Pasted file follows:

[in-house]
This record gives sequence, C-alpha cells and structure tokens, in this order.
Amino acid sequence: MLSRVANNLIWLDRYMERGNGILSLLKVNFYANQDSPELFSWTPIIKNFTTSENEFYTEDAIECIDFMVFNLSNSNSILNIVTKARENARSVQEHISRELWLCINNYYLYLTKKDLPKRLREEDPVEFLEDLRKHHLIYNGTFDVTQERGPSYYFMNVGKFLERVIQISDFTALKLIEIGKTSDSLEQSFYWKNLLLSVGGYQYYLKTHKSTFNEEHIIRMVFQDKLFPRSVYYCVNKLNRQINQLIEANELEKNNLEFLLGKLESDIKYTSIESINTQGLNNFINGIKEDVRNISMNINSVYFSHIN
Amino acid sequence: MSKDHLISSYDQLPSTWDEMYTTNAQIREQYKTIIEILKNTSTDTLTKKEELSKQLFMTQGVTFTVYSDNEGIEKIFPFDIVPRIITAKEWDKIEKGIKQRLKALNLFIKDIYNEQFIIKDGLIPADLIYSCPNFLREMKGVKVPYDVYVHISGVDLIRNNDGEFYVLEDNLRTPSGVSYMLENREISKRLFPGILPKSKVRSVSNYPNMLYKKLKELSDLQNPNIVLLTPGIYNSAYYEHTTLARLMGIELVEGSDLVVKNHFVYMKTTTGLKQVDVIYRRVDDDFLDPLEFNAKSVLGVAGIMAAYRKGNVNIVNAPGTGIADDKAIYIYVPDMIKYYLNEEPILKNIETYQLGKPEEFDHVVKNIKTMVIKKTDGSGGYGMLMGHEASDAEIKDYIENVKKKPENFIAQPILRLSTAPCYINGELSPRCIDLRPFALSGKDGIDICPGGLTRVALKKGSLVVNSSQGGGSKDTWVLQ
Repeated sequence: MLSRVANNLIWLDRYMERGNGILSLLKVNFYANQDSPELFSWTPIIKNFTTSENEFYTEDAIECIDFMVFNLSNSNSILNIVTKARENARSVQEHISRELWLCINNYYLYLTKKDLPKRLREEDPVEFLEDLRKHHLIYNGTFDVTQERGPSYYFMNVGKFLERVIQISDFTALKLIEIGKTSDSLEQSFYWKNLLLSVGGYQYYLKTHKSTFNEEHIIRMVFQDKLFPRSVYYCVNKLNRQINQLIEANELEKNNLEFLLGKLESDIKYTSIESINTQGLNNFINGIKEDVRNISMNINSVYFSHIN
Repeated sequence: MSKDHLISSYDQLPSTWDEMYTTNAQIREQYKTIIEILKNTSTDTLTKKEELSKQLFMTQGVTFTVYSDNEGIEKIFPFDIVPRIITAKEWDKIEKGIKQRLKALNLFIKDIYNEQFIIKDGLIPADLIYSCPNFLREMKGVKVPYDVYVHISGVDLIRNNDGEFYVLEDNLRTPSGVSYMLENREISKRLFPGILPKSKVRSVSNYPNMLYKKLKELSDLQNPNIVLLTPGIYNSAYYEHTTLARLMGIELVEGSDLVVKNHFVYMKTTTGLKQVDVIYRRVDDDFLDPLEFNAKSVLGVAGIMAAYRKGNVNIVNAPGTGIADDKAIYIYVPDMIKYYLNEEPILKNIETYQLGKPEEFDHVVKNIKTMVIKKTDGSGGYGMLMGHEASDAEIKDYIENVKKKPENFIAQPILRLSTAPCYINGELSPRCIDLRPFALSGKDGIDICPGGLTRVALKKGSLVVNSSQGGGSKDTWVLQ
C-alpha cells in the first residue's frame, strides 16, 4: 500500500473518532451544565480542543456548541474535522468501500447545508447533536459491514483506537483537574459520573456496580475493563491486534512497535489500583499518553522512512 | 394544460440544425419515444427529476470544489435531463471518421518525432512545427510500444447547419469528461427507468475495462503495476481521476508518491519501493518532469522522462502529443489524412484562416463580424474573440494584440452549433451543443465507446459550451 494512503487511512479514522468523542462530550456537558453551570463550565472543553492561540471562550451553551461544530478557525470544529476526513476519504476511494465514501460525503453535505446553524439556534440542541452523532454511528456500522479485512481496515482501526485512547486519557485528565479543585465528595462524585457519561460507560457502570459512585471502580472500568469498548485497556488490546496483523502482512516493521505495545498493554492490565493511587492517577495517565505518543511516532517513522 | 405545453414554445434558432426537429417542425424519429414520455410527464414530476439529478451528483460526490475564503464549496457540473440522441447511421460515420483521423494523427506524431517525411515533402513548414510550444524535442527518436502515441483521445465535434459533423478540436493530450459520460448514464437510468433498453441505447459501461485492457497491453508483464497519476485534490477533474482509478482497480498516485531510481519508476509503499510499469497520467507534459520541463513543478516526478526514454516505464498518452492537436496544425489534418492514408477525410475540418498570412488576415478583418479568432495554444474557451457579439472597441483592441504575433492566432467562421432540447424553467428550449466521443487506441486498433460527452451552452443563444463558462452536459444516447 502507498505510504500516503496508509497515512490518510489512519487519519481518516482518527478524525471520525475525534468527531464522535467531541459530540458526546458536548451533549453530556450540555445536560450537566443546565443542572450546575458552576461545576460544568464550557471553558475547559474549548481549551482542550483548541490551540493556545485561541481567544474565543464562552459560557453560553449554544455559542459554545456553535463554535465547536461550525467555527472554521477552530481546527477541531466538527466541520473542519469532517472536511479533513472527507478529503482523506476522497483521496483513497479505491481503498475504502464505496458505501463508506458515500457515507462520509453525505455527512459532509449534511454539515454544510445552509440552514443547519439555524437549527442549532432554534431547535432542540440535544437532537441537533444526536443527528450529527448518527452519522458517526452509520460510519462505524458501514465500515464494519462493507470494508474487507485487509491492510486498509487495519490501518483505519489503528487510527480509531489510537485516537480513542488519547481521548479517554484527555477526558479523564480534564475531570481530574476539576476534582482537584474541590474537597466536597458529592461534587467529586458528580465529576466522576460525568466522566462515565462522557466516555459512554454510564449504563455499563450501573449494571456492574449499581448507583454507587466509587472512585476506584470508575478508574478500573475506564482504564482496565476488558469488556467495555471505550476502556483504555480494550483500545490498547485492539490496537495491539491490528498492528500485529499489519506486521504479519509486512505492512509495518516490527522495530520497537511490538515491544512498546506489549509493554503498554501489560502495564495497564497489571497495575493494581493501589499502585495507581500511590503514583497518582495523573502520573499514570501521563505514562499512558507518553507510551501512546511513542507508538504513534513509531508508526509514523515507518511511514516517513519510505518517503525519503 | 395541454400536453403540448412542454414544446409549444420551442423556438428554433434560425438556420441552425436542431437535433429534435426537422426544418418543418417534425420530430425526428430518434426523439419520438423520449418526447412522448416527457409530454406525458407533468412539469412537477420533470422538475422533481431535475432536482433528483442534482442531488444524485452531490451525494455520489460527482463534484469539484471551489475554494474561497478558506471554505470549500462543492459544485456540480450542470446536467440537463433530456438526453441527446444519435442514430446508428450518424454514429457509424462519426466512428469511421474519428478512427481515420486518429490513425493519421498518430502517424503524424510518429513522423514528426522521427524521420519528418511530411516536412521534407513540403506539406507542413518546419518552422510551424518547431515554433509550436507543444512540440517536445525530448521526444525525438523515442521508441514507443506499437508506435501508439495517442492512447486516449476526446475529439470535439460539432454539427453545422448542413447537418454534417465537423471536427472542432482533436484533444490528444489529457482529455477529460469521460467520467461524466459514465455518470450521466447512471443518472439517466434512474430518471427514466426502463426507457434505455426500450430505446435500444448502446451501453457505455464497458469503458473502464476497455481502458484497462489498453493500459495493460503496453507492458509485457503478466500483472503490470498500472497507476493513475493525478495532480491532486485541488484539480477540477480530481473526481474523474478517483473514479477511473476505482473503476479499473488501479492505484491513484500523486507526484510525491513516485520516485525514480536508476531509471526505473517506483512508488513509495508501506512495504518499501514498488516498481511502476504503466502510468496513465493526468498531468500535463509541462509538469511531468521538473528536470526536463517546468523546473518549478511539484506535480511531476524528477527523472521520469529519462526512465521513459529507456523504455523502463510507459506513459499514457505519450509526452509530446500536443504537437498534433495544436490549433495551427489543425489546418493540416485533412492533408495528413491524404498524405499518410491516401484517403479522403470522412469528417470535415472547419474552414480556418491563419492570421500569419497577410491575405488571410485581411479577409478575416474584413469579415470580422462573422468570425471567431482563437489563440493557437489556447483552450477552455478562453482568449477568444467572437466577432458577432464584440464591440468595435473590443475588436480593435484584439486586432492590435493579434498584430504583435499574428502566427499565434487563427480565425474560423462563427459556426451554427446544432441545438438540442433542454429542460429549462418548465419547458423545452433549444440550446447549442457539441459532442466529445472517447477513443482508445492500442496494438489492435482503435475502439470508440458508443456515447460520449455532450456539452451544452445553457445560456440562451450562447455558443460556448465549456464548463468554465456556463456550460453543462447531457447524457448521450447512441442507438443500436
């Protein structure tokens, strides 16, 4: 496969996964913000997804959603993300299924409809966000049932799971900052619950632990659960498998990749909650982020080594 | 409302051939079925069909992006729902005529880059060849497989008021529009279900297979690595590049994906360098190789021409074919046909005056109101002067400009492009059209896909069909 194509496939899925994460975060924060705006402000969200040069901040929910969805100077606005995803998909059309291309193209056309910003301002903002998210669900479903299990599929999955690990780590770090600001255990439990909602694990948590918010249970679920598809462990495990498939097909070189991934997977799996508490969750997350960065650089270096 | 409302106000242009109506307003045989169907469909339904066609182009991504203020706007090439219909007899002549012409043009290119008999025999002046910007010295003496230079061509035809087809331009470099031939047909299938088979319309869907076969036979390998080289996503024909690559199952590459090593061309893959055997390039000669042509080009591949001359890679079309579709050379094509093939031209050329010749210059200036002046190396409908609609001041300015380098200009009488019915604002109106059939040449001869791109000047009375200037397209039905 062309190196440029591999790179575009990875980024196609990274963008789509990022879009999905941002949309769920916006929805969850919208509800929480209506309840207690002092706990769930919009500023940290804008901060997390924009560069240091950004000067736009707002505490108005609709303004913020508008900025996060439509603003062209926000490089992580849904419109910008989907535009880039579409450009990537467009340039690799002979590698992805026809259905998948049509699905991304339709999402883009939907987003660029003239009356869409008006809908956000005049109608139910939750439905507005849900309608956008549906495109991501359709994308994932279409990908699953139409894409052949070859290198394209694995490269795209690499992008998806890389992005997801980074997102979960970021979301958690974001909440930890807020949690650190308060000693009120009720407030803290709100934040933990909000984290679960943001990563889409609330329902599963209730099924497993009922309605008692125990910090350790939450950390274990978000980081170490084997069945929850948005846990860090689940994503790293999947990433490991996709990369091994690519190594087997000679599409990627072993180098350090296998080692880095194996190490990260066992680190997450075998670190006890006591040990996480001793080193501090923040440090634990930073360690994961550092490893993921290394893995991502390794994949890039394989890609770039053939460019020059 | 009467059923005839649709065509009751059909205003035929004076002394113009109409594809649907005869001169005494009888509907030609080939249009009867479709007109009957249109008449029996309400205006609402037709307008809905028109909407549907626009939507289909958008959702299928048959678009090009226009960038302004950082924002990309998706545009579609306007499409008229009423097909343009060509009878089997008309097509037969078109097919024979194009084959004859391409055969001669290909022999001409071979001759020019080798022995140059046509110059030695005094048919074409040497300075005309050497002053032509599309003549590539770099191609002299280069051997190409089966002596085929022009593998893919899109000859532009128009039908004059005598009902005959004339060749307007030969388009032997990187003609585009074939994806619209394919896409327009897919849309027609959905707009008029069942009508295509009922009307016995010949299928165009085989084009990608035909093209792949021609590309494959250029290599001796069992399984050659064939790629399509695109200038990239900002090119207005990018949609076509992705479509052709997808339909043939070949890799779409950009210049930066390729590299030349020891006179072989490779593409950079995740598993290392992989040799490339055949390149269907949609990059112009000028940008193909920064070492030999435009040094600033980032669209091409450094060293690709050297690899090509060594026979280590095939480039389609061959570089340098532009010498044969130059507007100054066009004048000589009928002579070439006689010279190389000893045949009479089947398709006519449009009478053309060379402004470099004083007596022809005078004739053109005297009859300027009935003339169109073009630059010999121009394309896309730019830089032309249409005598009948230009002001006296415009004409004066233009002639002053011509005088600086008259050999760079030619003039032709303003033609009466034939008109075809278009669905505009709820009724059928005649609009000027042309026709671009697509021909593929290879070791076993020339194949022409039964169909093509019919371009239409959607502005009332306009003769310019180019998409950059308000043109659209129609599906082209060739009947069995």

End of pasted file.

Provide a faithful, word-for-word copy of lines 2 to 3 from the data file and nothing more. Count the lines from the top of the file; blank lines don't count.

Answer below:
This record gives sequence, C-alpha cells and structure tokens, in this order.
Amino acid sequence: MLSRVANNLIWLDRYMERGNGILSLLKVNFYANQDSPELFSWTPIIKNFTTSENEFYTEDAIECIDFMVFNLSNSNSILNIVTKARENARSVQEHISRELWLCINNYYLYLTKKDLPKRLREEDPVEFLEDLRKHHLIYNGTFDVTQERGPSYYFMNVGKFLERVIQISDFTALKLIEIGKTSDSLEQSFYWKNLLLSVGGYQYYLKTHKSTFNEEHIIRMVFQDKLFPRSVYYCVNKLNRQINQLIEANELEKNNLEFLLGKLESDIKYTSIESINTQGLNNFINGIKEDVRNISMNINSVYFSHIN